This nonsense about being a role model for youth is exhausting.
Apparently, upon becoming a parent, you are supposed to set an example for your children — and I don’t mean the “serve as a terrible warning” type either.
No, you are supposed to be a good example. You are supposed to be the bigger and better person. I have never exactly excelled at bigger and better. Smaller and pettier has always been more my thing.
With that in mind, you would think I would be perfectly suited to tread the muddy, drama-shark infested waters of preteen girls. You would be wrong.
I know that girls in the 11 to 14 age range are fraught with hormones and natural human emotions. They barely like themselves at that age — let alone other people. Still I soldier on, bravely trying to be the good middle school mom and understand the ins and outs of preteen female friendship.
Unfortunately, I get one sentence in to my daughter’s recount of an epic tween girl battle and become hopelessly mired in conversational confusion.
“And then she said that she said and so-and-so said she said that…”
Then I stab myself in the head with a sharp No. 2 lead pencil. OK, no, wait. That last part was just a pleasant daydream.
Little girl fights are verbal quicksand.
“She’s not mad at me but she’s mad at my friends so that makes her mad at me and then she said that she said she isn’t but she is …”
“Then she wouldn’t talk to me!”
“Well did you talk to her?”
Sure, violence gets a bad rap but boy-fights are easier. They shove each other, someone throws a faux punch, everyone gets hauled down to the principal’s office, a week later they’re probably friends. With girls, it’s three straight days of emotional blackmail and endless blah blah blah to get to “so anyway, she’s mad.”
Eventually the original warring parties are best friends forever again while the rest of the group, having already drawn up sides, suffers the fall-out.
Some mothers, young ladies, and I have had discussions about this very subject. The girls want to know what they can do to end all the “drama.” Because I’m a giver (and have no patience for this nonsense) I’m here to help.
To the mothers: Diva is an over-used phrase. Diva is code for “brat.” If you or anyone else has ever described your daughter, or excused her bad behavior, as being “a diva.” Seek help now. We’ll wait.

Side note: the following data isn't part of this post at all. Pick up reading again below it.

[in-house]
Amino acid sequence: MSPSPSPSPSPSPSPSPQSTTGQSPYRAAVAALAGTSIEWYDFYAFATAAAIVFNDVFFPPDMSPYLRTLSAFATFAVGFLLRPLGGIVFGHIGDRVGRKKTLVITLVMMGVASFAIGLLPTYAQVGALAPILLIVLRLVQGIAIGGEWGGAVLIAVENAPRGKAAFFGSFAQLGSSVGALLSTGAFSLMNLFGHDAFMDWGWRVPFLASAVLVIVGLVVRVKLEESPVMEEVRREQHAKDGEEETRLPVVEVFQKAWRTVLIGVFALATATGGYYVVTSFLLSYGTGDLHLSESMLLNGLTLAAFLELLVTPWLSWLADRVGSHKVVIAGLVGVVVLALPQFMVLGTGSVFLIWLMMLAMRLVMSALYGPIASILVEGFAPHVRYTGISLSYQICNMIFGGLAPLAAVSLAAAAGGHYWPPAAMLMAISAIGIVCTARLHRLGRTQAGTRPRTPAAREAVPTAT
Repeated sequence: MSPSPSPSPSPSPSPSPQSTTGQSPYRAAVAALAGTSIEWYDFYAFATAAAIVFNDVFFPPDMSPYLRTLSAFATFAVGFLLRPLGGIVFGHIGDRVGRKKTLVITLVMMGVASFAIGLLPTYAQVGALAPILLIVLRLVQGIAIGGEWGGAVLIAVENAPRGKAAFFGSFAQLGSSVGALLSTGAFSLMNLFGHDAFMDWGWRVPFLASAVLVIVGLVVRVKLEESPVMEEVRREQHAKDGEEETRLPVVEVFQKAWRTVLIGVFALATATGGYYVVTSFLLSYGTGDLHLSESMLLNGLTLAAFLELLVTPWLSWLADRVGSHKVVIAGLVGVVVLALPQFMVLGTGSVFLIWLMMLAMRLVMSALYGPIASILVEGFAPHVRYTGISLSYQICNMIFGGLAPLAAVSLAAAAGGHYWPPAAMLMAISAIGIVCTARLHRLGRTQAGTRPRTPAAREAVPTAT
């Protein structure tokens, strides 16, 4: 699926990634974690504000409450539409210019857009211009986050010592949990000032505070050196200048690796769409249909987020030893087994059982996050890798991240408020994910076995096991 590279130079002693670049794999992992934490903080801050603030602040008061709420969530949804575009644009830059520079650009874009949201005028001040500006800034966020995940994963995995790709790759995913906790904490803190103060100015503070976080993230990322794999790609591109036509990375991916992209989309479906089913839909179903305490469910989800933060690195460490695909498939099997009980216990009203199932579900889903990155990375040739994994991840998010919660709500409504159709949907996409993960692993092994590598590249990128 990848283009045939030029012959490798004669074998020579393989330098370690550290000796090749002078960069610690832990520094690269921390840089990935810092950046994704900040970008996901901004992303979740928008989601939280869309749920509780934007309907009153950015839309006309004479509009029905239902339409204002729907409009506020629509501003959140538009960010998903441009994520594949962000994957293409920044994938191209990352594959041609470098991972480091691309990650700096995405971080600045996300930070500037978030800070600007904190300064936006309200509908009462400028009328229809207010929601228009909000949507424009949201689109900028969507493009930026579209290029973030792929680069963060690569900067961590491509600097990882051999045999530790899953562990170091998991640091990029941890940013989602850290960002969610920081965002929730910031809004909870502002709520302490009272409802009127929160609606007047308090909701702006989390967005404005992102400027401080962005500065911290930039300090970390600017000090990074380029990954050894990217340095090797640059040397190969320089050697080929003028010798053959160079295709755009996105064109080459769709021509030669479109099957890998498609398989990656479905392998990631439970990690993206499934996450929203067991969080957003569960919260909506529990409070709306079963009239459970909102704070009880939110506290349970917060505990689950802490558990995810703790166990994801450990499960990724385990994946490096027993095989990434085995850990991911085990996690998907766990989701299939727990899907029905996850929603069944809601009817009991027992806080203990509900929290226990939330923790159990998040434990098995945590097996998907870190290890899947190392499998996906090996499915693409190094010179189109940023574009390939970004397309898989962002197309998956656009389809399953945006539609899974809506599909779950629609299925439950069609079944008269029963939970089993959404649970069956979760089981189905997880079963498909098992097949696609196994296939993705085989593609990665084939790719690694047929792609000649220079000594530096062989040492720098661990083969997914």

To the girls, I say that conflict, even among friends, is a fact of life. It should not, however, become a group activity. Keep it simple. Go to the source. It’s the go-betweens, and the “I’m just trying to help” friends that will trip you up. This is true whether you are 13 or 30.
Even the sweetest, nicest girl who truly wants to “help” doesn’t do so by running between you and whoever is mad at you carrying messages and a play-by-play of every hair toss and eye-roll. The quickest way to fan the flames of anger is to add others to the mix. The quickest way to put them out is to speak face to face so you are reminded that the other person is a person who has to own her words.
No saying something snide and then denying it later “no, she said it wrong, that’s not what I meant.”
Remember: Just say no to being, or having, a go-between. If you heard it secondhand from “so and so” then assume it was never said at all.
On that note, please open your eyes and start seeing patterns of behavior. If the same people are involved time and time again, they may not be hapless victims. They may, in fact, be the common denominator. Sometimes the only answer to someone who has drama with everyone is “honey, maybe it’s YOU.”
Choose your true friends wisely.
Best friends forever are earned, not declared, and they don’t get there overnight. While some feel you should keep your friends close and mean girls closer, I disagree. When you are friends with someone who speaks negatively about your other friends when they are not around you are not special. She talks about you when you aren’t around, too. This is always true. Trust me.
Finally, the number one rule for “girls” of any age is this. If you are about to utter the phrase “I don’t mean to be mean but …” Stop talking. You are surely about to be.
Remember: Being nice to someone you don’t necessarily like isn’t called “being two faced,” it’s called being a grown up.
(Kymberly Foster Seabolt says that she said that you said that she welcomes comments c/o LifeOutLoud@comcast.net; P.O. Box 38, Salem, OH 44460; or www.KymberlyFosterSeabolt.com.)